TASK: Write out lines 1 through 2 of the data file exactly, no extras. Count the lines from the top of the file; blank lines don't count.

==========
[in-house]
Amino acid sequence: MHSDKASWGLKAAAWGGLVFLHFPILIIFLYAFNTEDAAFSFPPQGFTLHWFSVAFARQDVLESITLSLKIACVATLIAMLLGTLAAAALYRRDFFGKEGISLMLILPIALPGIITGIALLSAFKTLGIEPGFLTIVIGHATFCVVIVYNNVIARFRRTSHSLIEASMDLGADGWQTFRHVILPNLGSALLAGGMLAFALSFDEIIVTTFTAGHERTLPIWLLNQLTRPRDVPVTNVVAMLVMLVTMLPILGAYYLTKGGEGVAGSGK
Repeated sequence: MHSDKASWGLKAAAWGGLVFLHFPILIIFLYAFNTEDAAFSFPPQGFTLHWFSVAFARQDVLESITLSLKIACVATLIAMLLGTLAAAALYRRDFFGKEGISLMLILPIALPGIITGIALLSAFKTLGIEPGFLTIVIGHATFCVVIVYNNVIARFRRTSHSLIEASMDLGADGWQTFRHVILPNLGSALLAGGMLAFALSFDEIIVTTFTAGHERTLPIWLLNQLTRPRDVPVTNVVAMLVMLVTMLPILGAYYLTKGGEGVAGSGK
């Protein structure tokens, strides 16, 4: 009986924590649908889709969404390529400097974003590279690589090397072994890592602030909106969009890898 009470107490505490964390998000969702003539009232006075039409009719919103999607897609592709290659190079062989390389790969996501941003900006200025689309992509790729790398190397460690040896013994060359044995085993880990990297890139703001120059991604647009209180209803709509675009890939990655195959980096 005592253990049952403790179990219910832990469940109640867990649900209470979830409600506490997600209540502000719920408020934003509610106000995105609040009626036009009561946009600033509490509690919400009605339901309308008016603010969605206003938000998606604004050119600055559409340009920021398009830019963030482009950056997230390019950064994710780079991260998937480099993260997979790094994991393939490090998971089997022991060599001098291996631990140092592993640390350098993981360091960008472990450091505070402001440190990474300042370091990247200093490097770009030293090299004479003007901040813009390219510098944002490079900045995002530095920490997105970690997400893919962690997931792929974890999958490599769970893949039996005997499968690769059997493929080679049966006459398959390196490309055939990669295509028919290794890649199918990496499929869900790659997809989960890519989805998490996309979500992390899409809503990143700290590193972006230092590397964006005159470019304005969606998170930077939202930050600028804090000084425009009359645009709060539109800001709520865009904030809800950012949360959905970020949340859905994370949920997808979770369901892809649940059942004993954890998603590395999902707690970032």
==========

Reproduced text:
[in-house]
Amino acid sequence: MHSDKASWGLKAAAWGGLVFLHFPILIIFLYAFNTEDAAFSFPPQGFTLHWFSVAFARQDVLESITLSLKIACVATLIAMLLGTLAAAALYRRDFFGKEGISLMLILPIALPGIITGIALLSAFKTLGIEPGFLTIVIGHATFCVVIVYNNVIARFRRTSHSLIEASMDLGADGWQTFRHVILPNLGSALLAGGMLAFALSFDEIIVTTFTAGHERTLPIWLLNQLTRPRDVPVTNVVAMLVMLVTMLPILGAYYLTKGGEGVAGSGK